After spending several evenings recently in the glam palaces of local theater, Thursday’s diversion down Lake Street to In the Heart of the Beast Puppet and Mask Theatre felt like visiting an old mom-and-pop shop.

Mom, in this analogy, would be Sandy Spieler, HOBT’s longtime artistic director. She has gathered a group of estimable artists for her first fully realized stage show in maybe a decade. “The Story of Crow Boy” draws on the talents of Masanari Kawahara, Momoko Tanno and Steven Epp. And while this 90-minute ritual retains the rough simplicity of HOBT productions, the heft of artistry is quite evident.

“The Story of Crow Boy” chronicles the life of Taro Yashima, a Japanese artist and writer who fled the militarism of his homeland in the 1930s, struggled to convince his new American compatriots that not all Japanese were bad and then found his stride writing children’s books in the 1950s. “Crow Boy” was among his best known. It is the story of a young boy who is bullied and finds his esteem in imitating the calls of crows. Yashima’s story is worth telling, and in the HOBT staging, it is worth watching.

Epp and Daniel Benoit have fashioned a series of video projections that fill several large panels of rice paper set at the back of the stage. In one case, a dense sketch of pencil etchings creates the sense of a prison, where Yashima was detained after protesting Japan’s military government. A lapping ocean and a passenger ship signal his flight to America. Frequent images of crows fly through, and Yashima’s art creates other evocative images. It is a pulsing black and white landscape that beautifully illustrates the narrative.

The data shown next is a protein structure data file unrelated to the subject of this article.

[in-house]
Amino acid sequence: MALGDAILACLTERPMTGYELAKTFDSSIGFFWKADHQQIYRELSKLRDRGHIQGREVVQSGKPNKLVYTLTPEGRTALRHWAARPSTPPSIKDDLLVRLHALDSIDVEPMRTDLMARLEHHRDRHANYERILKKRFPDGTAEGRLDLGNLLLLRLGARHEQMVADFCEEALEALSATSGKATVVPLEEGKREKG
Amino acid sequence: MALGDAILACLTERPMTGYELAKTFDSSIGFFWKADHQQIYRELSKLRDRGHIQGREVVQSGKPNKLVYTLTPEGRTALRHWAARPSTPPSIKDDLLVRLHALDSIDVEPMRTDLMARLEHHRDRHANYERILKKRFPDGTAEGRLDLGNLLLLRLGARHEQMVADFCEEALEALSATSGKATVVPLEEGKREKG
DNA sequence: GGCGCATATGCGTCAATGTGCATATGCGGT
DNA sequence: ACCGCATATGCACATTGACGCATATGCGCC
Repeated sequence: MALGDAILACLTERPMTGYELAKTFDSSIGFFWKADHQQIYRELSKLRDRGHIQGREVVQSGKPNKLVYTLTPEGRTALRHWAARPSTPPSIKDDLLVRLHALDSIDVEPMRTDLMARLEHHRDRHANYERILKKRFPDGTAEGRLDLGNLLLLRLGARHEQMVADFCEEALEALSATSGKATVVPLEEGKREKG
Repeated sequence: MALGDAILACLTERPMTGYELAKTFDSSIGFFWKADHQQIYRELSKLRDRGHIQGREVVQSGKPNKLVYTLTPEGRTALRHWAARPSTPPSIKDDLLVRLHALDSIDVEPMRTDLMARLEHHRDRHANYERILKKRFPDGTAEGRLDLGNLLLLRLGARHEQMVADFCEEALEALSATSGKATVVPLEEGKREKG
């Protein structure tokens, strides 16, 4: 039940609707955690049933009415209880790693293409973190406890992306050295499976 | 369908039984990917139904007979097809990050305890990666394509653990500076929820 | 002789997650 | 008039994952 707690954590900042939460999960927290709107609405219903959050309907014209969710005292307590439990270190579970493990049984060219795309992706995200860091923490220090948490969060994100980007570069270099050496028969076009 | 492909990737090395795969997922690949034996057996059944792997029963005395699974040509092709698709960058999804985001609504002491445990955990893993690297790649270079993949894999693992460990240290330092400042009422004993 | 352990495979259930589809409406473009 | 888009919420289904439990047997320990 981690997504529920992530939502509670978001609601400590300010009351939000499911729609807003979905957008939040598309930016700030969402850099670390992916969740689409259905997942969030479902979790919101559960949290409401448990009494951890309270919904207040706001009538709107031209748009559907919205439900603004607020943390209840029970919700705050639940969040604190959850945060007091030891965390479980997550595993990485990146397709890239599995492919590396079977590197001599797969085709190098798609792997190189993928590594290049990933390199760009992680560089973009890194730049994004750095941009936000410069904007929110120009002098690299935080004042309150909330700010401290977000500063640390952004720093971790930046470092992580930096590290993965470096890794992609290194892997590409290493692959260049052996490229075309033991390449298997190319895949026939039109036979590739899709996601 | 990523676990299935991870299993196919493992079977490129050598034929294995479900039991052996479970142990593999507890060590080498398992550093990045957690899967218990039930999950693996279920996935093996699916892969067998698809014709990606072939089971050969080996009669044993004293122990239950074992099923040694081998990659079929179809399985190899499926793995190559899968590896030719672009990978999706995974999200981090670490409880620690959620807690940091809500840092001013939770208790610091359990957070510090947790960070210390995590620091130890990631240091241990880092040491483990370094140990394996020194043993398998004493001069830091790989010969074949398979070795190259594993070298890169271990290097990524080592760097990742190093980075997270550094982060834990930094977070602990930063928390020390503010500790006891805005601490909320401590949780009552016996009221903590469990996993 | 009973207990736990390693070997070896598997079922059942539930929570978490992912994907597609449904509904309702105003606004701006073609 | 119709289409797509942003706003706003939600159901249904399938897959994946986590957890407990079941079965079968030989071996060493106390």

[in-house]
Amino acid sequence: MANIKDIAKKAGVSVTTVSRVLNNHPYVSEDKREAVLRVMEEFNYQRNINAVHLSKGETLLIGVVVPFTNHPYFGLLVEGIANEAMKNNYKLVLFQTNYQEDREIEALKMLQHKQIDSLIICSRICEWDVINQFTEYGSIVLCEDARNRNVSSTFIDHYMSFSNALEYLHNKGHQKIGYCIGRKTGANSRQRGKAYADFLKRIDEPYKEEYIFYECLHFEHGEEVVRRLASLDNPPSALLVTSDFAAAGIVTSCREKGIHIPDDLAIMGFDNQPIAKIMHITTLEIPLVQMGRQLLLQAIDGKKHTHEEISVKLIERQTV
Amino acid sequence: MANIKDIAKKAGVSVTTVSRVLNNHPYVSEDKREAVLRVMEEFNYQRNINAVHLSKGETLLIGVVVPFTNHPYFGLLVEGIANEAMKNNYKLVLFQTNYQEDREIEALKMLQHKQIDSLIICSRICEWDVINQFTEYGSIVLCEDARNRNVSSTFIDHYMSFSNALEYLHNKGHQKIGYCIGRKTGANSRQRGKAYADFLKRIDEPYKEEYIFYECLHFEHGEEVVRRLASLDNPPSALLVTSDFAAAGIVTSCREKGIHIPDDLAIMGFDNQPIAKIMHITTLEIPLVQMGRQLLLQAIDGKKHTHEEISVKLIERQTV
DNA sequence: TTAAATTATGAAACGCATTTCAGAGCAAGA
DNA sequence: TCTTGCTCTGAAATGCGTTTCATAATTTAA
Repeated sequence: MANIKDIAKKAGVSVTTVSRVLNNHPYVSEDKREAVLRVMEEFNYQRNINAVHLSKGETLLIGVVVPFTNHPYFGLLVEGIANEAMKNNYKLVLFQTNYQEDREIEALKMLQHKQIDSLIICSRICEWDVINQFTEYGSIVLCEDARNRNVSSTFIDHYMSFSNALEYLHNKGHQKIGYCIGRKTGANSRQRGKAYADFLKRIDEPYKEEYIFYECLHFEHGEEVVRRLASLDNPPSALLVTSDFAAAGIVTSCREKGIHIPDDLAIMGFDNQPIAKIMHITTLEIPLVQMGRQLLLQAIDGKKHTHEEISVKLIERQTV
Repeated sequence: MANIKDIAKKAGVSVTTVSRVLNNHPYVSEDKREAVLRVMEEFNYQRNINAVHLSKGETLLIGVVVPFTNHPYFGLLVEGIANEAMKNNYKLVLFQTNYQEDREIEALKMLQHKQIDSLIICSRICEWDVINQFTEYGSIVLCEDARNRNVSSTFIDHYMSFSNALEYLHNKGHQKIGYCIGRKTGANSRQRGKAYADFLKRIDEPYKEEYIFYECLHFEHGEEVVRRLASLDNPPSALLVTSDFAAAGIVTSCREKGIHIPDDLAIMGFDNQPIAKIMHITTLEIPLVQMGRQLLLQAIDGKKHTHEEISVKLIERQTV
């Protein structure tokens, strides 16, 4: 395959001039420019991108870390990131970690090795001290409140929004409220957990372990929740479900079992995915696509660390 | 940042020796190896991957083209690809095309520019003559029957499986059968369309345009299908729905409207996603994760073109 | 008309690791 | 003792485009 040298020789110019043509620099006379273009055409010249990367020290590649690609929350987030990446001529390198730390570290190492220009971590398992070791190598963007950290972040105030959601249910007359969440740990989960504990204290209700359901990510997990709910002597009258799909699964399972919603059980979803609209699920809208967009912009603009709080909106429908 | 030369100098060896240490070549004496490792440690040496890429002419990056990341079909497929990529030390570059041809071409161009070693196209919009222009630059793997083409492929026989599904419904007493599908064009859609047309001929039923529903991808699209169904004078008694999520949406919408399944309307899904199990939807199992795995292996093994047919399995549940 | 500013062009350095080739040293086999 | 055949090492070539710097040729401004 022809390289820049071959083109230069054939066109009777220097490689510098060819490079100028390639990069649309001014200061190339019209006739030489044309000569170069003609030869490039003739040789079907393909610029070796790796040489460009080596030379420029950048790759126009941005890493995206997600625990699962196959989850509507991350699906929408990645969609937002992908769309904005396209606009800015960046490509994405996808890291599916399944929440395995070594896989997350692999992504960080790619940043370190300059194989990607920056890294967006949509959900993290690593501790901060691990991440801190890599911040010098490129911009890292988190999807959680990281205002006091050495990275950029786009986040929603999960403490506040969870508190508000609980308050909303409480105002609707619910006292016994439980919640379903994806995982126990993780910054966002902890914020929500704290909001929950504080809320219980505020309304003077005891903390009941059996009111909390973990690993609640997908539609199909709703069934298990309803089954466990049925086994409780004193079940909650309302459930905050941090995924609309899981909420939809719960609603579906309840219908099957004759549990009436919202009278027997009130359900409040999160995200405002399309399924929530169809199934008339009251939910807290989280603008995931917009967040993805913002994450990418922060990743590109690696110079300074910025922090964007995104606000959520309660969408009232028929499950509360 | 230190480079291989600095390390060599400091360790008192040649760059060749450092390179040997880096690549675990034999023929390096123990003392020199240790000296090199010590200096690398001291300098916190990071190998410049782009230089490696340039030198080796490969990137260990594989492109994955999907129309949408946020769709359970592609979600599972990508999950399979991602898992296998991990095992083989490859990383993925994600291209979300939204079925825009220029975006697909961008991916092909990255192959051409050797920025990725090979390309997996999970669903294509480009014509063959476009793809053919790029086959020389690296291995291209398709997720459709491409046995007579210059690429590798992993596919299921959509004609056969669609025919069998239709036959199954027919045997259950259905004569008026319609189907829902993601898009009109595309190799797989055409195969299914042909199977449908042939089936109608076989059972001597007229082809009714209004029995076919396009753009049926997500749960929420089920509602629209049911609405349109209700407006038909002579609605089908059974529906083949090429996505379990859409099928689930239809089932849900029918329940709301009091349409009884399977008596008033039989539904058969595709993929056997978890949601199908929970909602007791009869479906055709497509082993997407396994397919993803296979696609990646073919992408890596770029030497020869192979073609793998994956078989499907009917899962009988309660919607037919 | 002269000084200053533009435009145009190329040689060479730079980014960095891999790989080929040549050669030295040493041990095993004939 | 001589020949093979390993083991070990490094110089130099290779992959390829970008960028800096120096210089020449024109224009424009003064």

Spieler, dressed in a crow costume, flits constantly near the action — sometimes contributing percussive music — as Kawahara, Tanno and actor Steve Ackerman largely tell the story. Mind you, this is not a static telling. Kawahara is a gritty physical performer as he twists and moves. Tanno uses her terrific singing voice and, at one critical point, also dons a crow costume and contributes a powerful avian melody.

This is a production steeped in ceremony and innocence, yet aware of the world’s brutality. The projections on the screen prevent me from saying it’s low-tech because what they pull off with that trick is frankly above my pay grade. But there is a charm and a warmth in HOBT’s homemade aesthetic — with the trademark masks and puppets mixing with human performers.

It is good to see Spieler back on stage, especially with these collaborators. In an artistic world searching for diversity these days, the shambling old theater on Lake Street is perhaps more important than ever.